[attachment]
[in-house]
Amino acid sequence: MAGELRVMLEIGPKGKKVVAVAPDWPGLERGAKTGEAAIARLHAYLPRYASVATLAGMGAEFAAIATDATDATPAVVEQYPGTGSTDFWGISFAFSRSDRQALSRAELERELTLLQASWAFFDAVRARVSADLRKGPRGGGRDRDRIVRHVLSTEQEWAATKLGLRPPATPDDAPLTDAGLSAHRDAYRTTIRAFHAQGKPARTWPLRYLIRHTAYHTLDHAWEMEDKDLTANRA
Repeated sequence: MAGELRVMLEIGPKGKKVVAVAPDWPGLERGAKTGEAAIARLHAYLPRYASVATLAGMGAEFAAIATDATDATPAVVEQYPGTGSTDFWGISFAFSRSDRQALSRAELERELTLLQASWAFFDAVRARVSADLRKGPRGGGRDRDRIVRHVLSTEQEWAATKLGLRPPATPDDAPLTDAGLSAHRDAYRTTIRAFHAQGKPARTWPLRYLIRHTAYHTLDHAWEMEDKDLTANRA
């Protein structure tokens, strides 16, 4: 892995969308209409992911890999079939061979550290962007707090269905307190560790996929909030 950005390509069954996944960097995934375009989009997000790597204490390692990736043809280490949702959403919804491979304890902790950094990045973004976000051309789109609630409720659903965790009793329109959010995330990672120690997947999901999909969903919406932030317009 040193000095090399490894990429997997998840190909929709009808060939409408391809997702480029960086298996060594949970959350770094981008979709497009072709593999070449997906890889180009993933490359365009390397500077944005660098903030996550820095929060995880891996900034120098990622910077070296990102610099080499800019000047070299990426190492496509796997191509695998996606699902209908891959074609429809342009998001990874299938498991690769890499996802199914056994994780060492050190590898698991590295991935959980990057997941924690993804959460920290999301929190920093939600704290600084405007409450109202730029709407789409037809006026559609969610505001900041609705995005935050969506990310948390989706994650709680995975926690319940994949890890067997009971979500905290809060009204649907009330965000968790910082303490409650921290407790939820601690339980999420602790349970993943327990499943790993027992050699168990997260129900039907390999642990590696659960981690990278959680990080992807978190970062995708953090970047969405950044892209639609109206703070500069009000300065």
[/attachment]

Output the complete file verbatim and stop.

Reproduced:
[in-house]
Amino acid sequence: MAGELRVMLEIGPKGKKVVAVAPDWPGLERGAKTGEAAIARLHAYLPRYASVATLAGMGAEFAAIATDATDATPAVVEQYPGTGSTDFWGISFAFSRSDRQALSRAELERELTLLQASWAFFDAVRARVSADLRKGPRGGGRDRDRIVRHVLSTEQEWAATKLGLRPPATPDDAPLTDAGLSAHRDAYRTTIRAFHAQGKPARTWPLRYLIRHTAYHTLDHAWEMEDKDLTANRA
Repeated sequence: MAGELRVMLEIGPKGKKVVAVAPDWPGLERGAKTGEAAIARLHAYLPRYASVATLAGMGAEFAAIATDATDATPAVVEQYPGTGSTDFWGISFAFSRSDRQALSRAELERELTLLQASWAFFDAVRARVSADLRKGPRGGGRDRDRIVRHVLSTEQEWAATKLGLRPPATPDDAPLTDAGLSAHRDAYRTTIRAFHAQGKPARTWPLRYLIRHTAYHTLDHAWEMEDKDLTANRA
């Protein structure tokens, strides 16, 4: 892995969308209409992911890999079939061979550290962007707090269905307190560790996929909030 950005390509069954996944960097995934375009989009997000790597204490390692990736043809280490949702959403919804491979304890902790950094990045973004976000051309789109609630409720659903965790009793329109959010995330990672120690997947999901999909969903919406932030317009 040193000095090399490894990429997997998840190909929709009808060939409408391809997702480029960086298996060594949970959350770094981008979709497009072709593999070449997906890889180009993933490359365009390397500077944005660098903030996550820095929060995880891996900034120098990622910077070296990102610099080499800019000047070299990426190492496509796997191509695998996606699902209908891959074609429809342009998001990874299938498991690769890499996802199914056994994780060492050190590898698991590295991935959980990057997941924690993804959460920290999301929190920093939600704290600084405007409450109202730029709407789409037809006026559609969610505001900041609705995005935050969506990310948390989706994650709680995975926690319940994949890890067997009971979500905290809060009204649907009330965000968790910082303490409650921290407790939820601690339980999420602790349970993943327990499943790993027992050699168990997260129900039907390999642990590696659960981690990278959680990080992807978190970062995708953090970047969405950044892209639609109206703070500069009000300065």